Scientists in Tamil Nadu are exploring ways to revive India's native shrimp to the country's shrimp farming, which is currently dominated by US imports, and address the imbalance in farmers markets.
Scientists in Chennai are keen to revive the shrimp farming industry in India after an outbreak of a deadly virus a decade ago led to extreme losses in the country and an imbalance to the market.
Shrimp farming is a major industry in India and several developed countries like USA, Japan, EU and Australia import frozen shrimp products from India.
Shrimp farming in India took a blow, however, in 2007 when an earlier outbreak of the white spot syndrome virus (WSSV) caused large-scale mortalities and severe damage to shrimp culture. The outbreak led to massive economic losses to the farmers, processors and the country.
The virus can inflict up to 100% mortality and a report by the Department of Fish Processing Technology, Fisheries College and Research Institute, Tamil Nadu, estimates that 300,000 metric tons of shrimp have been lost to the deadly virus.
The outbreak contaminated native species like the Indian white shrimp (Penaeus Iindicus) and the iconic tiger prawn (Penaeus monodon), making way for imported and ‘exotic’ species such as Pacific white shrimps (Penaeus vannamei), a US import, which now holds 90% share in cultivation.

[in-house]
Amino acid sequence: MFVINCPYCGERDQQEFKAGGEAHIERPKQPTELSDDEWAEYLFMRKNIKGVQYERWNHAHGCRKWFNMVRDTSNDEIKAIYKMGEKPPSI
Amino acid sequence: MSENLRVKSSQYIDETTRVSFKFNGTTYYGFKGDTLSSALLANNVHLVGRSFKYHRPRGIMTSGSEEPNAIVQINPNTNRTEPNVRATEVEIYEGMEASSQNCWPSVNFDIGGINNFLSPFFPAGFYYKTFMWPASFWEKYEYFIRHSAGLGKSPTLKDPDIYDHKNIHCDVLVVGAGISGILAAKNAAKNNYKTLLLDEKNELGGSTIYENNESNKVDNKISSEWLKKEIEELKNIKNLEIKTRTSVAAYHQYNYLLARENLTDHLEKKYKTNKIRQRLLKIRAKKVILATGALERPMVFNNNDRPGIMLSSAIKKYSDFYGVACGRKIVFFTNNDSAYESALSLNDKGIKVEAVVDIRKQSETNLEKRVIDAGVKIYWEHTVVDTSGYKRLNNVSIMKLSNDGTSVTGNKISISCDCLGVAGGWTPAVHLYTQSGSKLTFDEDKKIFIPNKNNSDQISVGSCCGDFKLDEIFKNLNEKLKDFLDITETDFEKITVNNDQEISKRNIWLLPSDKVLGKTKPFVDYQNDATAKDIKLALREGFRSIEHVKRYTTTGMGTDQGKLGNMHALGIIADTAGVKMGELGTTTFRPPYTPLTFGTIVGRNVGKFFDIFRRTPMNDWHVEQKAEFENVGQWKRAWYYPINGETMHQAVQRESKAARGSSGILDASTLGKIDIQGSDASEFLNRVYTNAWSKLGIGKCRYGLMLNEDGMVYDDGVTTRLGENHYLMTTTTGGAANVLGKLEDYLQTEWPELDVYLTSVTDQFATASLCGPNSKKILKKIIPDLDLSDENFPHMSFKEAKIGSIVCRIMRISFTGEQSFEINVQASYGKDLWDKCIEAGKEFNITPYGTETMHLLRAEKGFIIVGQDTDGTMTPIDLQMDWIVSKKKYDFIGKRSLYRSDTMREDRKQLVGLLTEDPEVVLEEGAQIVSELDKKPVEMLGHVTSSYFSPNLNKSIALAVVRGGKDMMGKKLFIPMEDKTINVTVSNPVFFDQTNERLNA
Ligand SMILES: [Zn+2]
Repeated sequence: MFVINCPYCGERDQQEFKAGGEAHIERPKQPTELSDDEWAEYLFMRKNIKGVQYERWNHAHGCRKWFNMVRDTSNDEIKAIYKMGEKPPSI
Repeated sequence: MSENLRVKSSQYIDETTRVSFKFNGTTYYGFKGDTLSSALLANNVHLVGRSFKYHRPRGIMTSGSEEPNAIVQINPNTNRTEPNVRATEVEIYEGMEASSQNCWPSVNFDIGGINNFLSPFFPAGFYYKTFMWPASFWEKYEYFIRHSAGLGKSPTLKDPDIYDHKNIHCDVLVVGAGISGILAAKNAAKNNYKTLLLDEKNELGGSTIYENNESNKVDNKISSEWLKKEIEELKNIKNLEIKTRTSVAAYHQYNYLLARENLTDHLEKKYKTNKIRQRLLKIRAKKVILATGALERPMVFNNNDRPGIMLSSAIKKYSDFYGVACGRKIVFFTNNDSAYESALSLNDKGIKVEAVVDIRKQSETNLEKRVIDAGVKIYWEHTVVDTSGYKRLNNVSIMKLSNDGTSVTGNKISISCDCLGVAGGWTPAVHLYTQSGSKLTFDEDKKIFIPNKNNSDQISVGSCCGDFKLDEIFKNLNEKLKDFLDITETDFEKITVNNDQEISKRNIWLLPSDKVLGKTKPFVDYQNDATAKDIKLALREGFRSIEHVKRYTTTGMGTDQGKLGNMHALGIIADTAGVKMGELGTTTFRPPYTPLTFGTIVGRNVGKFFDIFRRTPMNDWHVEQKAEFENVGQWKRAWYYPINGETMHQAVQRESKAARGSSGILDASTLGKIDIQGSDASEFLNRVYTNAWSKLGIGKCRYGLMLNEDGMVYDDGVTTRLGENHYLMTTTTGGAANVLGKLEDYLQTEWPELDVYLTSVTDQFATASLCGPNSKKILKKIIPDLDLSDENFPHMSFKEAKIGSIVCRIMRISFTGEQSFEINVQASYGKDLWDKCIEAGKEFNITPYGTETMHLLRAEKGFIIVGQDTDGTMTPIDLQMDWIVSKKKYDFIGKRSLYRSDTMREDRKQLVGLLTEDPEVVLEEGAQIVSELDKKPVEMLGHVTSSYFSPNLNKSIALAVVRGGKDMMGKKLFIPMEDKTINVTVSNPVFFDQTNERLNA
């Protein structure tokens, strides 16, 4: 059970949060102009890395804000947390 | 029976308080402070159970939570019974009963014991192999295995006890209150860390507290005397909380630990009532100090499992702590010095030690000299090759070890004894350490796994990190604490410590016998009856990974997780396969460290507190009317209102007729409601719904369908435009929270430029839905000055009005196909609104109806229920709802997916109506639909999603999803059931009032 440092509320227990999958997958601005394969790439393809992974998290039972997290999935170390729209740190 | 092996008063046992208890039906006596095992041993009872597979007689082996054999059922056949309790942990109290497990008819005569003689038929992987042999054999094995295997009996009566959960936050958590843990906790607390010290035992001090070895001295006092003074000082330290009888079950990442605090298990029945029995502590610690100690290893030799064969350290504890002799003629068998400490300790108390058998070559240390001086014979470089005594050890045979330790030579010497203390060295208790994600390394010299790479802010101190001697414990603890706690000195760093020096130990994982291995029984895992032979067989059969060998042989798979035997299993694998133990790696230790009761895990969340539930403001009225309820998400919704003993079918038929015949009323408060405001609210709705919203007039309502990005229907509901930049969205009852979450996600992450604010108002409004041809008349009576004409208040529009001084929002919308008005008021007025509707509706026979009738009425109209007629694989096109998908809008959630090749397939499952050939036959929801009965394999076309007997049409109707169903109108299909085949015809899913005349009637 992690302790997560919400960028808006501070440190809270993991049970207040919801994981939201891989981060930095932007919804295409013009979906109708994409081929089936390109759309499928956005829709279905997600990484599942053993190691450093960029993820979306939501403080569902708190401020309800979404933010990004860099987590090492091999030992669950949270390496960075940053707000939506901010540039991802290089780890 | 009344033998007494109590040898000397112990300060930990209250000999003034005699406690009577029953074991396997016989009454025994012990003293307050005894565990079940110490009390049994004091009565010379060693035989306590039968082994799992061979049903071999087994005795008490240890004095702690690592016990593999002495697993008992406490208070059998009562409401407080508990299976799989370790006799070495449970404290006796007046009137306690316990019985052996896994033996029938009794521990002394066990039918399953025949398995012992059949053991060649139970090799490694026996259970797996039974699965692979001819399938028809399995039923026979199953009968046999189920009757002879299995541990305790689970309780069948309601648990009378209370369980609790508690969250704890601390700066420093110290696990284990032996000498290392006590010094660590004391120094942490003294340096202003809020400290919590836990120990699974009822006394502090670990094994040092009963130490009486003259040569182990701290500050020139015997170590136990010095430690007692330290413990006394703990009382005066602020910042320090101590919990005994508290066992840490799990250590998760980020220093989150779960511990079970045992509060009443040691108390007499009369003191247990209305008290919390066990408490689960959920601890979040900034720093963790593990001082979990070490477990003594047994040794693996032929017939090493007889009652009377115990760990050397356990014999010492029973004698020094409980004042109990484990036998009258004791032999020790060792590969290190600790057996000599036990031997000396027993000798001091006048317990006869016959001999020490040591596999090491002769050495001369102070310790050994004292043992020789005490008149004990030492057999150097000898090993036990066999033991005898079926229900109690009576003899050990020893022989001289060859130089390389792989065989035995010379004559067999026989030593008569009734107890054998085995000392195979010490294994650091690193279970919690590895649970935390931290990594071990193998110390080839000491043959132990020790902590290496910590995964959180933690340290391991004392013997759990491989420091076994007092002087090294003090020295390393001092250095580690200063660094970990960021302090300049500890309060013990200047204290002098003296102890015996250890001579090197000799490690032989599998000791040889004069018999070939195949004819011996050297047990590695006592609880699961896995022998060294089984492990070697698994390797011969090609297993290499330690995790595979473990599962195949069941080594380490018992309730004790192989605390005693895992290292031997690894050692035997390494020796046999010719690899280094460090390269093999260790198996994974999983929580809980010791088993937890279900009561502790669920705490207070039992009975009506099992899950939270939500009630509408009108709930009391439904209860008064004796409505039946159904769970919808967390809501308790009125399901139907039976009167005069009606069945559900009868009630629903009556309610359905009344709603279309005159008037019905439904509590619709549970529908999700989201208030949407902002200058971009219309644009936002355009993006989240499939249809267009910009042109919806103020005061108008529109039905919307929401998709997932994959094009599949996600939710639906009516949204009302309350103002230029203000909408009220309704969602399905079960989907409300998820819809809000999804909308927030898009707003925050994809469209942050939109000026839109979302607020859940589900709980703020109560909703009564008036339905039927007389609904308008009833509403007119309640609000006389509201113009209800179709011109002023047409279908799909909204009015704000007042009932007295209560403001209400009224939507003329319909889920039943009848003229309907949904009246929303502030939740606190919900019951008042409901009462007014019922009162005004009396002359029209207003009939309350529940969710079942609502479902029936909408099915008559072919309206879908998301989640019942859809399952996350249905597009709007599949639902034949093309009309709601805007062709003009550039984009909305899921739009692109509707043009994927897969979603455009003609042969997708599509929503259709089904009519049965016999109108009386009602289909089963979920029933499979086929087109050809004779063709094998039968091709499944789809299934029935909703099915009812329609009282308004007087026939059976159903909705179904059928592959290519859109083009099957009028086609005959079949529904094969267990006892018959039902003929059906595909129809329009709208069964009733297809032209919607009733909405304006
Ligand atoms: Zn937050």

Now, a decade later, scientists at the Central Institute of Brackishwater Aquaculture (CIBA) are exploring ways to fix the problem and put the native species back in the reckoning.
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A simple, sensitive, cost-effective and user-friendly diagnostic kit developed for the detection of lethal shrimp pathogen has been designed at ICAR-CIBA . The kit is expected to help hatchery owners to select disease-free brood stock and produce quality seeds and also help shrimp farmers in selecting the disease free larvae for stocking.
Genetic improvement and selective breeding programmes are also being proposed to match the commercial value of the Pacific white shrimp.